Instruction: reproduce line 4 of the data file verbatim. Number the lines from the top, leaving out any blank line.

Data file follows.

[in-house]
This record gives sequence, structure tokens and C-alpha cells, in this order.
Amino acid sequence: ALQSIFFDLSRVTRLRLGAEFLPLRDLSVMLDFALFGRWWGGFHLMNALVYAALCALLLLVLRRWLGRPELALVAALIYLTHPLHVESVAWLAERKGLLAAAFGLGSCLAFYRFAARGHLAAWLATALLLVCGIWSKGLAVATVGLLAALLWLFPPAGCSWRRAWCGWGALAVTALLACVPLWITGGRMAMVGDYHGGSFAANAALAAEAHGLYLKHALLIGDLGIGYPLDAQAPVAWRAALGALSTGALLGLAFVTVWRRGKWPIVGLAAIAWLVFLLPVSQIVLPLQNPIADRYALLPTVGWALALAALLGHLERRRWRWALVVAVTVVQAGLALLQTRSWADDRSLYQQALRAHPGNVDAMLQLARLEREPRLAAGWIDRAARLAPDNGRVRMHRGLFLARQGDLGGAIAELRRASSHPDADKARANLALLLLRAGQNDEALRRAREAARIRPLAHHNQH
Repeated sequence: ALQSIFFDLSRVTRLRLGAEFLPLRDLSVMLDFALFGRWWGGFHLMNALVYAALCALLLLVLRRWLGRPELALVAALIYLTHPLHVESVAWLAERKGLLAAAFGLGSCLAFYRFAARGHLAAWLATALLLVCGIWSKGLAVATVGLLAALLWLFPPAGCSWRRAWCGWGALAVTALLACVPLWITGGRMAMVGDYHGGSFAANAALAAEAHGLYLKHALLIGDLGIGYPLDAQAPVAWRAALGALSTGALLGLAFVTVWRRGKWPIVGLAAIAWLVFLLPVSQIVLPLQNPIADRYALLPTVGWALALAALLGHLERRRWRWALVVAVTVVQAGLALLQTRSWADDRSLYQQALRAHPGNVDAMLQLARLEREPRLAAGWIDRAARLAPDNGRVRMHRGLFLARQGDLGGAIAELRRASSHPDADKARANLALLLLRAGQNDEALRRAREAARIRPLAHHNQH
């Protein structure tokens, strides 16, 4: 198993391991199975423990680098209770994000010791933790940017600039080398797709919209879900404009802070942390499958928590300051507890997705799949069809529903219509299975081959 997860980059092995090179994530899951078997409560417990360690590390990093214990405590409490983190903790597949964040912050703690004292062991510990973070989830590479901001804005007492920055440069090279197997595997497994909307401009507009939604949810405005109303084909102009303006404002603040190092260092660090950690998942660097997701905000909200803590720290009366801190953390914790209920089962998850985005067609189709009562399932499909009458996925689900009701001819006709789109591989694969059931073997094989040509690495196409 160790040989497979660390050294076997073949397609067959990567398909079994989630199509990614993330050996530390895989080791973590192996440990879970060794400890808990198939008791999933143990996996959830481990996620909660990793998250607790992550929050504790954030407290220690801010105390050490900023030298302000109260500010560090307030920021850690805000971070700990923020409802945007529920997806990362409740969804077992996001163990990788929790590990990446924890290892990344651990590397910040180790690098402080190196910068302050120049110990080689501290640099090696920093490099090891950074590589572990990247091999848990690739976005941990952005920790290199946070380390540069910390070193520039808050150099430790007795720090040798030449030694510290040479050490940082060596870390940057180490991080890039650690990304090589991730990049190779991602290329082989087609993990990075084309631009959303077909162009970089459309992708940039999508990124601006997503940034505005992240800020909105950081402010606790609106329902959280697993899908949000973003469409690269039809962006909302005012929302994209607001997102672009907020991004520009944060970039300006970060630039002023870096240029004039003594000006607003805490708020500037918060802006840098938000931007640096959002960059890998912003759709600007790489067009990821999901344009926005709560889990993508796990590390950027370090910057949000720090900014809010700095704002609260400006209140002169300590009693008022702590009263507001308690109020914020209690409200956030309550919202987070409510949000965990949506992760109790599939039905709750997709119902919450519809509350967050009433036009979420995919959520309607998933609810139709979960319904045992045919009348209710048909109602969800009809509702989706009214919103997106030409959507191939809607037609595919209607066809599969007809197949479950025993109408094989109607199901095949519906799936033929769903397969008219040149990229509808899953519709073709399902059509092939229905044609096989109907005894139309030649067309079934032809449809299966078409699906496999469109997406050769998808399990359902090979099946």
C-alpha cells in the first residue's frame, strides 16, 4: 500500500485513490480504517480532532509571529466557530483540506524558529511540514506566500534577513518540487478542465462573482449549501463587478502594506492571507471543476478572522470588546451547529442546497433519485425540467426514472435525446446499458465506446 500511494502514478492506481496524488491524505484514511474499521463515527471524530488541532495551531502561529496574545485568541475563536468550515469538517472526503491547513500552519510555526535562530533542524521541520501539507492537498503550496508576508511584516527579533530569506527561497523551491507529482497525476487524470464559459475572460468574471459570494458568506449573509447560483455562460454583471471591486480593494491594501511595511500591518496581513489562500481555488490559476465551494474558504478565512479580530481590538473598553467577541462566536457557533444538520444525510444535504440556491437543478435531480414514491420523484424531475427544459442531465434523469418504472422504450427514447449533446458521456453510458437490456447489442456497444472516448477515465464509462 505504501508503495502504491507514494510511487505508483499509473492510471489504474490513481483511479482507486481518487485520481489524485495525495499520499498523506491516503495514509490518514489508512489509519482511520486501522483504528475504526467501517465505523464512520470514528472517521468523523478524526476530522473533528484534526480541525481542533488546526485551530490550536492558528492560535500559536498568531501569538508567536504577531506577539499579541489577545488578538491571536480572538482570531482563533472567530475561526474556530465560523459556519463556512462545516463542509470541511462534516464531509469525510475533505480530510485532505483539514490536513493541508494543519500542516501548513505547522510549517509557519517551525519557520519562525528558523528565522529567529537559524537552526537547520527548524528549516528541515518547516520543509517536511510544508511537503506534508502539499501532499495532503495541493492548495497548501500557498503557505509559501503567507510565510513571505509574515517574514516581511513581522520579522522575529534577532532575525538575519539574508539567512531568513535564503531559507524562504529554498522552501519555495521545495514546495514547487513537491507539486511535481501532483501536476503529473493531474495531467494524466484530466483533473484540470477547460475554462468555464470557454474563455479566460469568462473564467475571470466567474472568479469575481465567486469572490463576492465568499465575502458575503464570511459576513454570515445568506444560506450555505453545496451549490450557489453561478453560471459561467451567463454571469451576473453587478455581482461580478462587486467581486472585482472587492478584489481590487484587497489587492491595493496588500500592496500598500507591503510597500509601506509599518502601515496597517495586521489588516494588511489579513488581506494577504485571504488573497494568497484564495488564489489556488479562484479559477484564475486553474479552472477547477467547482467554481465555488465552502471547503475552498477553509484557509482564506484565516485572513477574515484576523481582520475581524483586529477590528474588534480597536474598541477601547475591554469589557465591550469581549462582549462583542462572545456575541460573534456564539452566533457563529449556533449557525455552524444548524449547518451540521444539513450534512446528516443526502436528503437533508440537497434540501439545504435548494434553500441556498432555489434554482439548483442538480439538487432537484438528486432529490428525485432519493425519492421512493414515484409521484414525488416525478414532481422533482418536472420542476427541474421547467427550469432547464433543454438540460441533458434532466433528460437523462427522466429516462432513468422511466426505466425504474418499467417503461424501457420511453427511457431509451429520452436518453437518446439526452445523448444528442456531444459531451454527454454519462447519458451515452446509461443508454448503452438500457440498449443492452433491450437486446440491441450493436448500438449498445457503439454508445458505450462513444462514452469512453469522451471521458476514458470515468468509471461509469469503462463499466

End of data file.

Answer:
Repeated sequence: ALQSIFFDLSRVTRLRLGAEFLPLRDLSVMLDFALFGRWWGGFHLMNALVYAALCALLLLVLRRWLGRPELALVAALIYLTHPLHVESVAWLAERKGLLAAAFGLGSCLAFYRFAARGHLAAWLATALLLVCGIWSKGLAVATVGLLAALLWLFPPAGCSWRRAWCGWGALAVTALLACVPLWITGGRMAMVGDYHGGSFAANAALAAEAHGLYLKHALLIGDLGIGYPLDAQAPVAWRAALGALSTGALLGLAFVTVWRRGKWPIVGLAAIAWLVFLLPVSQIVLPLQNPIADRYALLPTVGWALALAALLGHLERRRWRWALVVAVTVVQAGLALLQTRSWADDRSLYQQALRAHPGNVDAMLQLARLEREPRLAAGWIDRAARLAPDNGRVRMHRGLFLARQGDLGGAIAELRRASSHPDADKARANLALLLLRAGQNDEALRRAREAARIRPLAHHNQH